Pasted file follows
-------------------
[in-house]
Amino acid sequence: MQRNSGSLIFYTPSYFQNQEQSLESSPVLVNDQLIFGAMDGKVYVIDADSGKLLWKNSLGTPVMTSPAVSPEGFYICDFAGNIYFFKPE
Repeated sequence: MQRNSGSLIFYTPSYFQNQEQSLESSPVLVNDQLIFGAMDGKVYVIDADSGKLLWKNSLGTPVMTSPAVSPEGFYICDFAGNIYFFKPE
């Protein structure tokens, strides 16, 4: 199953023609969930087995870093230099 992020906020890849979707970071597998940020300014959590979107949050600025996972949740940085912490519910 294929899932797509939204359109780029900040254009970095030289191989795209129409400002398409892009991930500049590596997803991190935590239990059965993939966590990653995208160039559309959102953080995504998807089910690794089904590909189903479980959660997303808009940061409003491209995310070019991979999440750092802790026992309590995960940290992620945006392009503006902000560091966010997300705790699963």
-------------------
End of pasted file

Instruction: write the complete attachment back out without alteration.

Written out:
[in-house]
Amino acid sequence: MQRNSGSLIFYTPSYFQNQEQSLESSPVLVNDQLIFGAMDGKVYVIDADSGKLLWKNSLGTPVMTSPAVSPEGFYICDFAGNIYFFKPE
Repeated sequence: MQRNSGSLIFYTPSYFQNQEQSLESSPVLVNDQLIFGAMDGKVYVIDADSGKLLWKNSLGTPVMTSPAVSPEGFYICDFAGNIYFFKPE
């Protein structure tokens, strides 16, 4: 199953023609969930087995870093230099 992020906020890849979707970071597998940020300014959590979107949050600025996972949740940085912490519910 294929899932797509939204359109780029900040254009970095030289191989795209129409400002398409892009991930500049590596997803991190935590239990059965993939966590990653995208160039559309959102953080995504998807089910690794089904590909189903479980959660997303808009940061409003491209995310070019991979999440750092802790026992309590995960940290992620945006392009503006902000560091966010997300705790699963």